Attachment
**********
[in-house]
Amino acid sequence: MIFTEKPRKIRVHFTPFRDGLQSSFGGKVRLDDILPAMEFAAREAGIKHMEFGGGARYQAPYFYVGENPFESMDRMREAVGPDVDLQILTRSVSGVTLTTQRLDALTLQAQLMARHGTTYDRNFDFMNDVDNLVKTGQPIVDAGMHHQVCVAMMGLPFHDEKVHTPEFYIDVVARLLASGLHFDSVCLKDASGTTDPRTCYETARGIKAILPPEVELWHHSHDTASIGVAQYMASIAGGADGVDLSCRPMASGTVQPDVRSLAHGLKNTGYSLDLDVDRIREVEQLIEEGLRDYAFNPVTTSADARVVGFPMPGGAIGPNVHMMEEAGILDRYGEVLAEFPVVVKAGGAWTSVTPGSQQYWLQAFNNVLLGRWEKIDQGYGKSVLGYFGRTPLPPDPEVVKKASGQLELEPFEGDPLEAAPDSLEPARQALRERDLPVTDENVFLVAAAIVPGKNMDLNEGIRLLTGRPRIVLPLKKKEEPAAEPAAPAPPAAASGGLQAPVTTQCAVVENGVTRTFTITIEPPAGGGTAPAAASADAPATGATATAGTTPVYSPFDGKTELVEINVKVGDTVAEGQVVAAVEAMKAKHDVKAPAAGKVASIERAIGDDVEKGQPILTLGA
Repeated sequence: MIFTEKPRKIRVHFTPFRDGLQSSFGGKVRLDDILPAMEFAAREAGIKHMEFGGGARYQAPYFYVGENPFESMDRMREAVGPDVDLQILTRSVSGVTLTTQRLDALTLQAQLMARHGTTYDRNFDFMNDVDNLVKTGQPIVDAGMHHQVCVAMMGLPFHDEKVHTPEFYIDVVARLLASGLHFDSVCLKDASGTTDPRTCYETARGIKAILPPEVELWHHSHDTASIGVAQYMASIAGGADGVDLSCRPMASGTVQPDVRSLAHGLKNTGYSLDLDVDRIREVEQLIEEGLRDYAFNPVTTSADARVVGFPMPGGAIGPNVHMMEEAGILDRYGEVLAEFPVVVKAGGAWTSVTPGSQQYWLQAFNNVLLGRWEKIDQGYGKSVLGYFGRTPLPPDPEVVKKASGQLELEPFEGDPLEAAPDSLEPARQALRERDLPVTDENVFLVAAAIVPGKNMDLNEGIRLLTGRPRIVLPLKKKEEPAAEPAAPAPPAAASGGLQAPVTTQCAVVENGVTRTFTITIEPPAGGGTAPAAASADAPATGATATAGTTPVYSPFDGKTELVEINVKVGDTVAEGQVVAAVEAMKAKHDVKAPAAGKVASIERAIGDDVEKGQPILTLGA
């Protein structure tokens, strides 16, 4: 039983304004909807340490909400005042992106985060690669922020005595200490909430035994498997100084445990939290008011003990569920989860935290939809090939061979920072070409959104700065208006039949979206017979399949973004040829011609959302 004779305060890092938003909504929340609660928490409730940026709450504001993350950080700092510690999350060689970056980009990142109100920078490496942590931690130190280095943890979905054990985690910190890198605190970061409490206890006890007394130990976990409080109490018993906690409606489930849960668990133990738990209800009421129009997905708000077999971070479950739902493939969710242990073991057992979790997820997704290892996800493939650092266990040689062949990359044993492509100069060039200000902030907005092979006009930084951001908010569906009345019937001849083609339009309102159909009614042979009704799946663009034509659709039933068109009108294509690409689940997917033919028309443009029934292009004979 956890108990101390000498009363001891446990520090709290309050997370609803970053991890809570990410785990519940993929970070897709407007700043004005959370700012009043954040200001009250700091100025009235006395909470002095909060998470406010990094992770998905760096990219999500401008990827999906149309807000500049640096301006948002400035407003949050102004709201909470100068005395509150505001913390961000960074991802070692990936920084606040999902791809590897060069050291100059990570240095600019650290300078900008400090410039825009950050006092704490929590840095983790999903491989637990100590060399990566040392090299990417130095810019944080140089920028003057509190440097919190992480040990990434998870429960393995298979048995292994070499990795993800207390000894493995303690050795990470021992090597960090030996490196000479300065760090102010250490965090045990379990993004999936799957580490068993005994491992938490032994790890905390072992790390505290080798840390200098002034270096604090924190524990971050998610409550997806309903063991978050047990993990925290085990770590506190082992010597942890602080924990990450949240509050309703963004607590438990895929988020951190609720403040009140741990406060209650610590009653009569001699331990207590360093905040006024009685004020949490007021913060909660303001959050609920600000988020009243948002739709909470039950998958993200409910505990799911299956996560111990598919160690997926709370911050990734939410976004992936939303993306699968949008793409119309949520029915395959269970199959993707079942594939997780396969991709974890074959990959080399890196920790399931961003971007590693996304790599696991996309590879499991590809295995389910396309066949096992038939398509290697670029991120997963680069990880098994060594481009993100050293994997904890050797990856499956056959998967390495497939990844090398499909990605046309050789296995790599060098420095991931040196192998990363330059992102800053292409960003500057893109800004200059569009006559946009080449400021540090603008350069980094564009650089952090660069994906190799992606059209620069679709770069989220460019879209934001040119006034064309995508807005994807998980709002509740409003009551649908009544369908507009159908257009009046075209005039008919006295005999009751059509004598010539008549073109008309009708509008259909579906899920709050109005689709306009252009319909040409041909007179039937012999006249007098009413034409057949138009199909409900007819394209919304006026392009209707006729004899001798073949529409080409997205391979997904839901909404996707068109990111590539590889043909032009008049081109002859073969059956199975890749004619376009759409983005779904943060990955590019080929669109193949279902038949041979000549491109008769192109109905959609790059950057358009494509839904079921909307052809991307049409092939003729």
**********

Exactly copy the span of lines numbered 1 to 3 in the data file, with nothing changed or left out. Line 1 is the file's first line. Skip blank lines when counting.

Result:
[in-house]
Amino acid sequence: MIFTEKPRKIRVHFTPFRDGLQSSFGGKVRLDDILPAMEFAAREAGIKHMEFGGGARYQAPYFYVGENPFESMDRMREAVGPDVDLQILTRSVSGVTLTTQRLDALTLQAQLMARHGTTYDRNFDFMNDVDNLVKTGQPIVDAGMHHQVCVAMMGLPFHDEKVHTPEFYIDVVARLLASGLHFDSVCLKDASGTTDPRTCYETARGIKAILPPEVELWHHSHDTASIGVAQYMASIAGGADGVDLSCRPMASGTVQPDVRSLAHGLKNTGYSLDLDVDRIREVEQLIEEGLRDYAFNPVTTSADARVVGFPMPGGAIGPNVHMMEEAGILDRYGEVLAEFPVVVKAGGAWTSVTPGSQQYWLQAFNNVLLGRWEKIDQGYGKSVLGYFGRTPLPPDPEVVKKASGQLELEPFEGDPLEAAPDSLEPARQALRERDLPVTDENVFLVAAAIVPGKNMDLNEGIRLLTGRPRIVLPLKKKEEPAAEPAAPAPPAAASGGLQAPVTTQCAVVENGVTRTFTITIEPPAGGGTAPAAASADAPATGATATAGTTPVYSPFDGKTELVEINVKVGDTVAEGQVVAAVEAMKAKHDVKAPAAGKVASIERAIGDDVEKGQPILTLGA
Repeated sequence: MIFTEKPRKIRVHFTPFRDGLQSSFGGKVRLDDILPAMEFAAREAGIKHMEFGGGARYQAPYFYVGENPFESMDRMREAVGPDVDLQILTRSVSGVTLTTQRLDALTLQAQLMARHGTTYDRNFDFMNDVDNLVKTGQPIVDAGMHHQVCVAMMGLPFHDEKVHTPEFYIDVVARLLASGLHFDSVCLKDASGTTDPRTCYETARGIKAILPPEVELWHHSHDTASIGVAQYMASIAGGADGVDLSCRPMASGTVQPDVRSLAHGLKNTGYSLDLDVDRIREVEQLIEEGLRDYAFNPVTTSADARVVGFPMPGGAIGPNVHMMEEAGILDRYGEVLAEFPVVVKAGGAWTSVTPGSQQYWLQAFNNVLLGRWEKIDQGYGKSVLGYFGRTPLPPDPEVVKKASGQLELEPFEGDPLEAAPDSLEPARQALRERDLPVTDENVFLVAAAIVPGKNMDLNEGIRLLTGRPRIVLPLKKKEEPAAEPAAPAPPAAASGGLQAPVTTQCAVVENGVTRTFTITIEPPAGGGTAPAAASADAPATGATATAGTTPVYSPFDGKTELVEINVKVGDTVAEGQVVAAVEAMKAKHDVKAPAAGKVASIERAIGDDVEKGQPILTLGA